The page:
“It’s not some Google-way-or-the-highway kind of thing,” the company’s vice president of engineering Hiroshi Lockheimer said in an interview on Tuesday. His comments came as Google rolled out Android 5.0, a.k.a. Lollipop, which is designed to power a wide range of other devices beyond the usual phones and tablets.
Lockheimer acknowledged that hardware makers have less flexibility to customize Android for use on watches, TVs or in cars, but said that is not necessarily a permanent situation. He said Google wanted a bit of time to make sure it had the basics right in these new areas before allowing deeper customization of the software experience.
Google unveiled a Motorola-made Nexus 6 phone, an HTC-built Nexus 9 tablet, and an Asus-made $99 “Nexus Player” Android TV device, all with Android 5.0.
Android users have been waiting patiently for the next version of their favorite mobile operating system and today Google announced the final release of Android 5.0 Lollipop. Android 5.0 will appear on new Nexus devices such as the Nexus 6, Nexus 9, and Nexus Player console. It will also be available in the next few weeks for Nexus 4, 5, 7 and 10.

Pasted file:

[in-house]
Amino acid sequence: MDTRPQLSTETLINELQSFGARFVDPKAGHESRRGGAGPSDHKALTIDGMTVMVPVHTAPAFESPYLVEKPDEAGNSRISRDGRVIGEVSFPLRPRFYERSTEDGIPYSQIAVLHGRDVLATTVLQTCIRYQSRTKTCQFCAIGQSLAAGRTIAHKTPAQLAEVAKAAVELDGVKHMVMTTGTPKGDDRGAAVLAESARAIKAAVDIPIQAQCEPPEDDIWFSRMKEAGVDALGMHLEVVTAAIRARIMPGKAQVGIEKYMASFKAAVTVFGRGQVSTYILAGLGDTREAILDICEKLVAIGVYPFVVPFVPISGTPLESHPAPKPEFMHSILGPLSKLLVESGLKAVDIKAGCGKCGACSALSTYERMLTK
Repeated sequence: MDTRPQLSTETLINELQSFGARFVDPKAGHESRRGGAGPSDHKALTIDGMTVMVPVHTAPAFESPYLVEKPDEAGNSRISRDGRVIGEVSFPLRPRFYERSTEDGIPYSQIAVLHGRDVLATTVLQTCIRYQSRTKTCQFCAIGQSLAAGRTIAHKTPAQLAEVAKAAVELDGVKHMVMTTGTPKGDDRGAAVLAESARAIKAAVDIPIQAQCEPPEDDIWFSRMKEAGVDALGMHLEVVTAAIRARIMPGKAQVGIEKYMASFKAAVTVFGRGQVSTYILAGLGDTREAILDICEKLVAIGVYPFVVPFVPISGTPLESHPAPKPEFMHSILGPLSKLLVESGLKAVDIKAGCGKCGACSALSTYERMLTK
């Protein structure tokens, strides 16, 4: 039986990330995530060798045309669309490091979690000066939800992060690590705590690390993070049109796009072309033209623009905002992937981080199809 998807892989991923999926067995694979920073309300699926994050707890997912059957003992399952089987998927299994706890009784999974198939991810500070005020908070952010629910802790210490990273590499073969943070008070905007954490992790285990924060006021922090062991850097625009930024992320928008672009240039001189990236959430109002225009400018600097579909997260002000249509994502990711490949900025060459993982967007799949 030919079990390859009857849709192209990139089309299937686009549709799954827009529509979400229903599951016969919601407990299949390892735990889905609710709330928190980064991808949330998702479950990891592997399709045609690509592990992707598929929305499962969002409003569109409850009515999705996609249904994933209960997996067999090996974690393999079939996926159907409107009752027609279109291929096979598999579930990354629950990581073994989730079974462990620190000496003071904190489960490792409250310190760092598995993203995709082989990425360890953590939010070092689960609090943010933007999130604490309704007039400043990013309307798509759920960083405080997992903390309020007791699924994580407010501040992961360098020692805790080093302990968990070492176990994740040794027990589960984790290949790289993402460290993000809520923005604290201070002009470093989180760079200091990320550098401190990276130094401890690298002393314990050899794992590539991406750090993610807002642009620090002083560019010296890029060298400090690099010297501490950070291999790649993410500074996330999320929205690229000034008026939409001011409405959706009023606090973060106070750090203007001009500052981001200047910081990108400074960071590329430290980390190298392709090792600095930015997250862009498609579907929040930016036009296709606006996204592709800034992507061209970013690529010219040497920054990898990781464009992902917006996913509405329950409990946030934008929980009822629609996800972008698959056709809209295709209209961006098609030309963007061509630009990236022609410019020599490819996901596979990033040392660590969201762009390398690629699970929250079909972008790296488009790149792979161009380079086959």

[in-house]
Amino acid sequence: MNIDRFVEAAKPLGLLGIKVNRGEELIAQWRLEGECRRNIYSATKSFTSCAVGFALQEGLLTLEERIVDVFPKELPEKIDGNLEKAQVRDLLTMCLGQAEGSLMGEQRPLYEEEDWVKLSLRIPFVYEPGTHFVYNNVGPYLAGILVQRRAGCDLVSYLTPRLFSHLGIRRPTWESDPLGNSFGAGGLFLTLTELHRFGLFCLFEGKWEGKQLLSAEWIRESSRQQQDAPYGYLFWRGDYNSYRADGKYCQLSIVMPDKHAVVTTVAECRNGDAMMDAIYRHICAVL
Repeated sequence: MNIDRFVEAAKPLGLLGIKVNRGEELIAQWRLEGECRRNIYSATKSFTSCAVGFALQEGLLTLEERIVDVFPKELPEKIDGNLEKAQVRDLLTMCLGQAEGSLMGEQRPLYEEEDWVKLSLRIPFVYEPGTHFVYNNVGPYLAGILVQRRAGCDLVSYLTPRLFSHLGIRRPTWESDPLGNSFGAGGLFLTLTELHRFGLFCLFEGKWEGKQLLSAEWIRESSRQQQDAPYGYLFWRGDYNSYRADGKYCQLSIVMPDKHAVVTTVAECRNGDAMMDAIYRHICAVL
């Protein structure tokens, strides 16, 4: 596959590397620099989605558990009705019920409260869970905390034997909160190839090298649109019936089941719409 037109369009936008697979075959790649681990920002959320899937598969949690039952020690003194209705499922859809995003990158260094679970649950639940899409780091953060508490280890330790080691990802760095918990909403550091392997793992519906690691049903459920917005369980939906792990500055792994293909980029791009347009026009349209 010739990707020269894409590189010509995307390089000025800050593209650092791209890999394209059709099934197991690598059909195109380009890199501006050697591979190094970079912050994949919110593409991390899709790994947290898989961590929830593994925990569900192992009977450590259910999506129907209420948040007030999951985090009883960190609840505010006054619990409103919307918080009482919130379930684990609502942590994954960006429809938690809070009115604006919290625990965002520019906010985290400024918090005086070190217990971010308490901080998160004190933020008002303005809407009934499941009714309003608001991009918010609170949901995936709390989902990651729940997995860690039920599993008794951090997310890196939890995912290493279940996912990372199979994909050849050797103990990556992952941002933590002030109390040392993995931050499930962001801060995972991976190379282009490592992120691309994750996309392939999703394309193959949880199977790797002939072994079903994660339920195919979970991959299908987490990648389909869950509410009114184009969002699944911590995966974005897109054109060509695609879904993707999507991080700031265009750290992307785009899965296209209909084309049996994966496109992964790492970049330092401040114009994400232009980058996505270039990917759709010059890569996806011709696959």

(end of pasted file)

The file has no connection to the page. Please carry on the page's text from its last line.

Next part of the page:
The moment Android fans have been eagerly awaiting for months finally arrived on Wednesday as Google finally announced release details for Android 5.0 Lollipop. Android L’s most obvious new feature is the inclusion of Material Design, a new design interface that is notable for its flatter icons and its physics-based animations that will give both Android apps and the platform itself a smoother and more consistent user experience.
Apple and Google have both recently unveiled their upcoming mobile operating system updates, both set to be released this autumn. Google's offering is Android Lollipop, while Apple's is iOS 8. Here, we compare the two in our Android Lollipop vs iOS 8 comparison preview, to determine what's in store for iPhones, iPads, Android smartphones and Android tablets later this year.